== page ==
Posted on Aug 17, 2021, 4 p.m.
Athletes are generally in great shape, and they can even appear to be the picture-perfect example of dedication, hard work, and health, but according to recent research, all of that sports activity might have negative consequences for the heart with the findings suggesting that athletes are almost two and a half times more likely to experience an irregular heartbeat.
The findings published in the British Journal of Sports Medicine, indicate that those who play mixed sports like rugby, netball, and soccer may have the greatest risks compared to those who play endurance sports like rowing, skiing, and orienteering.
There is a substantial body of evidence indicating that physical activity can help to improve cardiovascular health and that it is also associated with reduced illness and mortality. But even these studies suggest that after a certain limit/threshold increasing the levels of exercise might be linked to heart health complications including but not limited to atrial fibrillation which can increase the risks of stroke and heart failure.
This continued study led by researchers at Canterbury Christ Church University on the possible negative effects was prompted after the collapse of a famous soccer player with heart failure on the field in an opening match. Their findings stem from a review of 13 studies published between 1990-2020 investigating the risk of irregular heartbeat involving 70,478 participants which included 6,816 athletes who took part in netball, skiing, rowing, orienteering, soccer, rugby, cycling, running, and swimming.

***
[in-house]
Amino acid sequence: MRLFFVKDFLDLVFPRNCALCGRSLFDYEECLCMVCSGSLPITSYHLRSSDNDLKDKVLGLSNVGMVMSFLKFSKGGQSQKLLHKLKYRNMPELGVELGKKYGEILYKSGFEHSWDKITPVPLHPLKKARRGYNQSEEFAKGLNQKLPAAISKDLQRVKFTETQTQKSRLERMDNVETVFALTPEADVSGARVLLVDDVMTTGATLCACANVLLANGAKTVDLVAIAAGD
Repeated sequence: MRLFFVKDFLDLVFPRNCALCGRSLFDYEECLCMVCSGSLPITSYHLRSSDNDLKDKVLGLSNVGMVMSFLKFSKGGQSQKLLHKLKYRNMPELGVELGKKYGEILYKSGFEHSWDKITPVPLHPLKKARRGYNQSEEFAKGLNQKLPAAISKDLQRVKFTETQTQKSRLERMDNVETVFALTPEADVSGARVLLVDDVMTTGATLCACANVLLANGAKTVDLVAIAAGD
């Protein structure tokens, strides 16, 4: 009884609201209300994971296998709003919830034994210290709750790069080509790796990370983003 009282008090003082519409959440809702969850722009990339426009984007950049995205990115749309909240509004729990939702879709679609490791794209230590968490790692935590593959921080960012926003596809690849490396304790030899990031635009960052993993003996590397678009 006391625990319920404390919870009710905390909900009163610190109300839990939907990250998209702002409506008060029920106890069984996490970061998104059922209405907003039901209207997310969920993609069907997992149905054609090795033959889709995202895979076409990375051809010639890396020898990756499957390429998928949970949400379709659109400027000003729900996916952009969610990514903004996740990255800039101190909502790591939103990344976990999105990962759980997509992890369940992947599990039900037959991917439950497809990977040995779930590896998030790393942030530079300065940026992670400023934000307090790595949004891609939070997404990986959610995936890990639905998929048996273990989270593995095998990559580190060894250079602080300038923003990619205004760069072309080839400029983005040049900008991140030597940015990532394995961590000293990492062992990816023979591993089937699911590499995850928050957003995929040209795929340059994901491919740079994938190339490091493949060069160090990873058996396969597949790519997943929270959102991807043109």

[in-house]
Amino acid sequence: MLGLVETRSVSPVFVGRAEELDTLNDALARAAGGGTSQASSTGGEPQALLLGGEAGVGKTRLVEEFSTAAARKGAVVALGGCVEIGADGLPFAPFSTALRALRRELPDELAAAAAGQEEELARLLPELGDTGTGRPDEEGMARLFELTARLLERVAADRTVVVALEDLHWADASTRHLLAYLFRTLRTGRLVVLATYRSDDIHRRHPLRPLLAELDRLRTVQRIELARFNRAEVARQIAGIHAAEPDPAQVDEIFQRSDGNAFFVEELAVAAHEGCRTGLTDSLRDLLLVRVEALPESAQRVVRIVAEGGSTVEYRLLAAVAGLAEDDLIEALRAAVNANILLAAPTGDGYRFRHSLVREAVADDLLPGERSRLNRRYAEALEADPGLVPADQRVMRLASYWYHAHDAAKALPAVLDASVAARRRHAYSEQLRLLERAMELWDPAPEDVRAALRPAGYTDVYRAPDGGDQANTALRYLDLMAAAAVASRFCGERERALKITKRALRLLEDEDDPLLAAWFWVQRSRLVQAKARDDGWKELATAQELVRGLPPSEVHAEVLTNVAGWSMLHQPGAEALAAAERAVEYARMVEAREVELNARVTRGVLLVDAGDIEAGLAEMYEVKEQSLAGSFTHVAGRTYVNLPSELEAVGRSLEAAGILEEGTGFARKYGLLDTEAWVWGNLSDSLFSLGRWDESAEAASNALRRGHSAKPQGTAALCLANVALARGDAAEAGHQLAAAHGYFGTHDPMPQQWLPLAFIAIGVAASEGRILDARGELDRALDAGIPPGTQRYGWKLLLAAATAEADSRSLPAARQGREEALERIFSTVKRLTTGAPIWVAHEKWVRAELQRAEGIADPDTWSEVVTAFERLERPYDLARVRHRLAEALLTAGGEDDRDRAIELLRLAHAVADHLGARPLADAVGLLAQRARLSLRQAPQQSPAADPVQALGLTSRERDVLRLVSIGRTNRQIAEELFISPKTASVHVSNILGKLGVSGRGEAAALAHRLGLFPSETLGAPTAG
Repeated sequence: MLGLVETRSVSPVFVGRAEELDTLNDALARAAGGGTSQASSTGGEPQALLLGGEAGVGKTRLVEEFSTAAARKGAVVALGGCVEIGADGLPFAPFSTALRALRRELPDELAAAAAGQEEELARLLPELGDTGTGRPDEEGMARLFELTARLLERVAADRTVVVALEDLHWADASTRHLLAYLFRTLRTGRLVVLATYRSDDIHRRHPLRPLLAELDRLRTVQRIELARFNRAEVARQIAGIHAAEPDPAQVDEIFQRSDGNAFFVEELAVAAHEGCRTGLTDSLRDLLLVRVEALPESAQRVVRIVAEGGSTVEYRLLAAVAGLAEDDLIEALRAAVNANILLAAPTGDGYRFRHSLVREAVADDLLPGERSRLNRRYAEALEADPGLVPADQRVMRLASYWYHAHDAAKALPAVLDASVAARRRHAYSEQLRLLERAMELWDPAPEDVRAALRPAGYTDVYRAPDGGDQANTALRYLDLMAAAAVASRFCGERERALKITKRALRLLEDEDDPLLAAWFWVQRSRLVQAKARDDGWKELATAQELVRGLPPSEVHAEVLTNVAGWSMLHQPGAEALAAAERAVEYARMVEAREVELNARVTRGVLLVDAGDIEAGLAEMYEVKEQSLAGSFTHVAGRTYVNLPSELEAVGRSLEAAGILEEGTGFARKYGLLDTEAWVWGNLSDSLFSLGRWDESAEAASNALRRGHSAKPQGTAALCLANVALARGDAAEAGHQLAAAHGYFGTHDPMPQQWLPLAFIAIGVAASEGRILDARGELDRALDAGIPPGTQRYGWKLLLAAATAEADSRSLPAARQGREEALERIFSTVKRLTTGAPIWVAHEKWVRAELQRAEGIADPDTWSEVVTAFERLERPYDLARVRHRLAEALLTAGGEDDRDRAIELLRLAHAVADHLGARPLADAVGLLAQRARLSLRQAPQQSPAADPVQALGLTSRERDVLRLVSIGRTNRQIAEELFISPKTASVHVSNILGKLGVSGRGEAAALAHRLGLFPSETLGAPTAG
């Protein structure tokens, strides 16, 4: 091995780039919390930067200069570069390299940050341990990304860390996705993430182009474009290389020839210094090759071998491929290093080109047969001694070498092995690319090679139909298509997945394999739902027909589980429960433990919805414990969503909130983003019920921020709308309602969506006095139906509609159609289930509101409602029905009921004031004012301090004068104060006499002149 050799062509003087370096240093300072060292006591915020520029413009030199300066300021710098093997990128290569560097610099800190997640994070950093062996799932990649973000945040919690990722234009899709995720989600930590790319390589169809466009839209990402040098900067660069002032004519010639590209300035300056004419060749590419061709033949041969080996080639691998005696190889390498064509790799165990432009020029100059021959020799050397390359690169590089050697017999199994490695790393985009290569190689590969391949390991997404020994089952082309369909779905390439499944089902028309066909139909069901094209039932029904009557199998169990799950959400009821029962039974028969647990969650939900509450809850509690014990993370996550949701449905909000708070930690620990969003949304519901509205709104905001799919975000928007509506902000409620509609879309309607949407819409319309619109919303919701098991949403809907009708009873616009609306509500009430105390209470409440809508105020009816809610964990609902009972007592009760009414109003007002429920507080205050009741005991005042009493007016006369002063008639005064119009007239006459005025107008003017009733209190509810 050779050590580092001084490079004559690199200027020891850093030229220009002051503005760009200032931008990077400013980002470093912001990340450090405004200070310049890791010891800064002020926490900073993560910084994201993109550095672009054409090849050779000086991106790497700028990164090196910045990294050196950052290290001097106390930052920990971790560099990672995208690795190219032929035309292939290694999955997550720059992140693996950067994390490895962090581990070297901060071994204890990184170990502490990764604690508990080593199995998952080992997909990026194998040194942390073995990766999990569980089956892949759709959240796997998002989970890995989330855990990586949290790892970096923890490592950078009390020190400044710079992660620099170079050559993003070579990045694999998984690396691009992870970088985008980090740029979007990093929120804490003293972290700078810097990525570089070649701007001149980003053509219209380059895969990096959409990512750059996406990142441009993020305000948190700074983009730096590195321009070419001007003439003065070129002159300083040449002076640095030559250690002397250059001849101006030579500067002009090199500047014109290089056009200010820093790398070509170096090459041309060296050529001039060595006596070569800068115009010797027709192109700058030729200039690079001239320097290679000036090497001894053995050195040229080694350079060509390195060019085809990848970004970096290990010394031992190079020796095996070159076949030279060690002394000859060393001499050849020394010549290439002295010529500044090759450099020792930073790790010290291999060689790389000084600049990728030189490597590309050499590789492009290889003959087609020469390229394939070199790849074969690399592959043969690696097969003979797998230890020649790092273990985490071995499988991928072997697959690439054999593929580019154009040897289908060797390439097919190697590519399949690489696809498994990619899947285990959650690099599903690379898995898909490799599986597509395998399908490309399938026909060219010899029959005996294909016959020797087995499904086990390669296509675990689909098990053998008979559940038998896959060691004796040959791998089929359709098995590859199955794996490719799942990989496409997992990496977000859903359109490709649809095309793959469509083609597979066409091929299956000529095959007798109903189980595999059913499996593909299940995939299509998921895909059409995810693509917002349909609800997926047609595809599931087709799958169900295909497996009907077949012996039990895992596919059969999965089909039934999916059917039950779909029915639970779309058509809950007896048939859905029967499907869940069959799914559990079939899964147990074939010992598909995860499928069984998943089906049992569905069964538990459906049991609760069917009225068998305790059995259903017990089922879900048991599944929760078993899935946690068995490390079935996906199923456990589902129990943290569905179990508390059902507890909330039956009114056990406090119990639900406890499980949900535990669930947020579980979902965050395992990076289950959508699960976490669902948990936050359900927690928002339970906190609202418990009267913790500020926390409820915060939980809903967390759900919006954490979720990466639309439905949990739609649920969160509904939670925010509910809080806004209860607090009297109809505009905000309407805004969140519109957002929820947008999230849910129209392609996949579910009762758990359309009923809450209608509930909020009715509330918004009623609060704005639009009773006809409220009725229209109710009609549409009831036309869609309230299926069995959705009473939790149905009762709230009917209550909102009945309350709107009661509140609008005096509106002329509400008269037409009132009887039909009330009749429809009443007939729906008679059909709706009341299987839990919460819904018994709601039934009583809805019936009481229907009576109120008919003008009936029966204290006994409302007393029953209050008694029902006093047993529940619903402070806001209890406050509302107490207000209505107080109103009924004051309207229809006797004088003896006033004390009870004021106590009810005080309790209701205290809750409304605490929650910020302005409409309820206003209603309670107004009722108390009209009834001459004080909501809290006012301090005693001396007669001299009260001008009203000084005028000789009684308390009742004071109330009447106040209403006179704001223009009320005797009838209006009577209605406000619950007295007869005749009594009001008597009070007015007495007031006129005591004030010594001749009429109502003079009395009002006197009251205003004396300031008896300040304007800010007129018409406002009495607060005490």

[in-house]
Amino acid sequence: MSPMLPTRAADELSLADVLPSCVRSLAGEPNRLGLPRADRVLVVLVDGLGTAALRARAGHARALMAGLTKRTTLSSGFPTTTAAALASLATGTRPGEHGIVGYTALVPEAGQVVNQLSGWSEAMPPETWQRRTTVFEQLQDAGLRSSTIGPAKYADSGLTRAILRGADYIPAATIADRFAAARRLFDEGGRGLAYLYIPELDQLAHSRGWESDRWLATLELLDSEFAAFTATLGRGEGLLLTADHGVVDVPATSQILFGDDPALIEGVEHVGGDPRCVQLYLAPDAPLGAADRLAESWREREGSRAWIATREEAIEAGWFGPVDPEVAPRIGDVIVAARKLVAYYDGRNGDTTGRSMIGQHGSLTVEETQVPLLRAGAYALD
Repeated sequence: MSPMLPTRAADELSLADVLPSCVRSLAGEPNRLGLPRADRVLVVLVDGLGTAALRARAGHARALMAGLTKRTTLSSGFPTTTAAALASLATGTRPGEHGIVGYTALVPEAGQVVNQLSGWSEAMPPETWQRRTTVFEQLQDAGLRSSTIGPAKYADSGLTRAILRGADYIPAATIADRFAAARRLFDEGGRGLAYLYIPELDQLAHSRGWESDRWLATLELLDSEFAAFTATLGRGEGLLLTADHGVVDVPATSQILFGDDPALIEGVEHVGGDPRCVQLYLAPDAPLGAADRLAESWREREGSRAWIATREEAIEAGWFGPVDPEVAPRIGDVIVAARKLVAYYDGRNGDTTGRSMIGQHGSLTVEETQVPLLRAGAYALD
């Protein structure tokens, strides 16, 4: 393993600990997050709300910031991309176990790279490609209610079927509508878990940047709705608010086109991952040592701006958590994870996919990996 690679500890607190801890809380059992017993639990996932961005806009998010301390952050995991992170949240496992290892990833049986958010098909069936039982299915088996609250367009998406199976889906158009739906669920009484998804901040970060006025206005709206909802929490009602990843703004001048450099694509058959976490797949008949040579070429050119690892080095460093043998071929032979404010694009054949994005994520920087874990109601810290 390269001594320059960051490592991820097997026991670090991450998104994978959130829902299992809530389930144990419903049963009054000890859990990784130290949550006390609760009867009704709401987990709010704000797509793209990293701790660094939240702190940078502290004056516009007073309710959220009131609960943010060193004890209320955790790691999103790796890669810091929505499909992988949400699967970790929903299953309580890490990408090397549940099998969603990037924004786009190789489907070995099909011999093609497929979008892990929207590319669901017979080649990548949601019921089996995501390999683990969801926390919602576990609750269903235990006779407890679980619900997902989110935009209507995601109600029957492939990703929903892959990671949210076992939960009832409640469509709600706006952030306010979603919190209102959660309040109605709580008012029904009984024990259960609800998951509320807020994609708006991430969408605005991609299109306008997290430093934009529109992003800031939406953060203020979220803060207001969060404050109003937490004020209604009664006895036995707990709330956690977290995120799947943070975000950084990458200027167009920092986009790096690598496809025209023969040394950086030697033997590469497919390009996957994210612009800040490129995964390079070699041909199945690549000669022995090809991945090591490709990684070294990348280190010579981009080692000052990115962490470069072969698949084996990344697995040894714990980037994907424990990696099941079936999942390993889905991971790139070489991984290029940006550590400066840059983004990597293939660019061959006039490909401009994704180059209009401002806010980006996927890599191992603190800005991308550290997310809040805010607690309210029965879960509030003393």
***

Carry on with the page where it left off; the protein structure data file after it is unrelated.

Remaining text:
According to the study authors, the risk of AFib was found to be 2.46 times higher among athletes than it was among non-athletes; among those without cardiovascular disease athletes were 3.7 times more at risk than non-athletes for risk factors such as blood pressure and type 2 diabetes, and those younger than 55 had 3.6 times increased risk of AFib than older athletes even though the latter were 76% more likely to have the condition compared to non-athletes. To add to this athletes who participate in mixed sports rather than endurance sports were found to have a higher risk of an irregular heartbeat after further analysis.
The study was not without limitations such as having limited data on female athletes, and the analysis used research with different approaches such as case-control and cohort design, even with the limitations the study authors were still confident in their findings and conclusions stating that:
“Athletes have a significantly greater likelihood of developing atrial fibrillation compared with non-athlete controls,” the researchers conclude in their report. “Younger-aged athletes have a greater relative risk of atrial fibrillation compared with older athletes. However, exercise dose parameters, including training and competition history, as well as potential gender differences for the risk of atrial fibrillation requires future research.”
Article courtesy of Edward Fox Reading.
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